Likes Likes:  0
Results 1 to 10 of 10

Thread: What your cans can do

  1. #1
    Senior Member
    Join Date
    Jun 2009
    Posts
    283
    Post Thanks / Like

    Default What your cans can do

    If you got a new pair of headphones what recording would you play (or have you played) to test them out?

  2. #2
    Senior Member kg4fxg's Avatar
    Join Date
    May 2009
    Location
    Atlanta, Georgia (Now) Ch
    Posts
    223
    Post Thanks / Like

    Default In the old days....

    In the old days of Hi-Fi I would use Pipe Organ and Copland (Fanfare for the Common Man) to test speakers.

    I will be interested to read the replies. I often have trouble with earbuds producing what I like in terms of bass (Timpani).

    Of course I am not expert in this area, I have three sets of Bose headphones (Two in ear and one on ear set).

    I just wish more places carried Hi-End cans with the ability to try them out first
    No, it's a Bb. It looks wrong and it sounds wrong, but it's right - Vaughan Williams.

    Bill Carter, CPA

  3. #3
    Administrator Krummhorn's Avatar
    Join Date
    Feb 2007
    Location
    Southwestern USA
    Posts
    4,889
    Post Thanks / Like

    Default

    I too have used recordings of the Pipe Organ because of its wide frequency ranges. With a 32' pipe rumbling around at ~16 Hz, only the best quality cans will be able to reproduce the fundamental tone adequately. The Copland piece mentioned above would surely be a great alternate.

    For home and off-site recording/reviewing, I have been using Koss Pro4 series ear sets for the past 40 years.

  4. #4
    Senior Member
    Join Date
    Jun 2009
    Posts
    283
    Post Thanks / Like

    Default

    Any suggested organ works that particularly employ the full capacity of the instrument?

    I never thought of this organ - I was thinking Mahler.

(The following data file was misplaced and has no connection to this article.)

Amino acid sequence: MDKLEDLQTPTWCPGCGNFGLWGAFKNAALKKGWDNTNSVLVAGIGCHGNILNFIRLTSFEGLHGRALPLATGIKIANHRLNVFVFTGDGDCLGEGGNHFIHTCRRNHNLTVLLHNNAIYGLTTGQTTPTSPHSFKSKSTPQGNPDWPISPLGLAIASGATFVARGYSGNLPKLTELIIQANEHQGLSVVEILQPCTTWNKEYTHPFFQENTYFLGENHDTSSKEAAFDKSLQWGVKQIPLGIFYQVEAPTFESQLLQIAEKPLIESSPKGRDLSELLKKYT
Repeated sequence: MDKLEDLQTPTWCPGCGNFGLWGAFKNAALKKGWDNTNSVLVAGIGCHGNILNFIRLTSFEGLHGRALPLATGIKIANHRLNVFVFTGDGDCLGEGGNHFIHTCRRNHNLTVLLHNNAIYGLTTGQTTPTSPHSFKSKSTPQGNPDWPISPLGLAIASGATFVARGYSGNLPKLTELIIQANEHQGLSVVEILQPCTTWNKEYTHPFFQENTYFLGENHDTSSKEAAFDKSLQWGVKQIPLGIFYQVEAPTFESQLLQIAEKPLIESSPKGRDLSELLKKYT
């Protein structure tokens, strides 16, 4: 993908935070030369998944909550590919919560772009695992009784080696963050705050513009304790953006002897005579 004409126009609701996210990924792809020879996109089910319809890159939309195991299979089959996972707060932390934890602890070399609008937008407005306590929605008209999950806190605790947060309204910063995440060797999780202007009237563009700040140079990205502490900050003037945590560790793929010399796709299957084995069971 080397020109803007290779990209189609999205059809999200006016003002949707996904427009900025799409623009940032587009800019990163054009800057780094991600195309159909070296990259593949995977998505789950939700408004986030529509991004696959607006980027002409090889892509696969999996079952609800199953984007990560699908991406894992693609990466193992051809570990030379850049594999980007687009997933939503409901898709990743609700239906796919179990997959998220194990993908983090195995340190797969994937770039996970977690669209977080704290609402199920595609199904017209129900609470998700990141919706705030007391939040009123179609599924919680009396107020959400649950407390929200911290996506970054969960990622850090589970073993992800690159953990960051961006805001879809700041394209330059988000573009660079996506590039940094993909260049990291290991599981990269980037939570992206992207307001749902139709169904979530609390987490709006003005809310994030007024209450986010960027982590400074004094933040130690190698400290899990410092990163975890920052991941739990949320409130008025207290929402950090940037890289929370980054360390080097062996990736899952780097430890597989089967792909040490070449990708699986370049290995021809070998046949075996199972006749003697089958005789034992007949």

5. #5
    Senior Member kg4fxg's Avatar
    Join Date
    May 2009
    Location
    Atlanta, Georgia (Now) Ch
    Posts
    223
    Post Thanks / Like

    Default Bach

    Just about any Bach fugue will do. I also enjoy Alison Balsom on trumpet with organ. Any album dedicated to organ would be especially good. As mentioned above, a good way to test or break a system.

    Another is the 1812 overture with cannons.

    At the time I was testing B&W speakers against Klipsch. I could not decided and bought both.

    I use Bose speakers most of the time with the Bose Subwoofer. Some may question the subwoofer with clasical, but it really helps with some of these pieces.
    No, it's a Bb. It looks wrong and it sounds wrong, but it's right - Vaughan Williams.

    Bill Carter, CPA

  6. #6
    Administrator Krummhorn's Avatar
    Join Date
    Feb 2007
    Location
    Southwestern USA
    Posts
    4,889
    Post Thanks / Like

    Default

    JS Bach, BWV 565 - Toccata & Fugue in D Minor
    Here's a splendid recording (free download, btw) done by our own Frederik Magle (site owner/administrator) on the Riga Cathedral organ.

    Another recording that will make or break those cans is the Concerto in G Minor for Organ, String Orchestra and Timpani of Francis Poulenc. It's on the EMI label and features Maurice Durufle at the organ of Saint-Etienne-du-Mont (France) with Georges Pretre conducting (EMI label).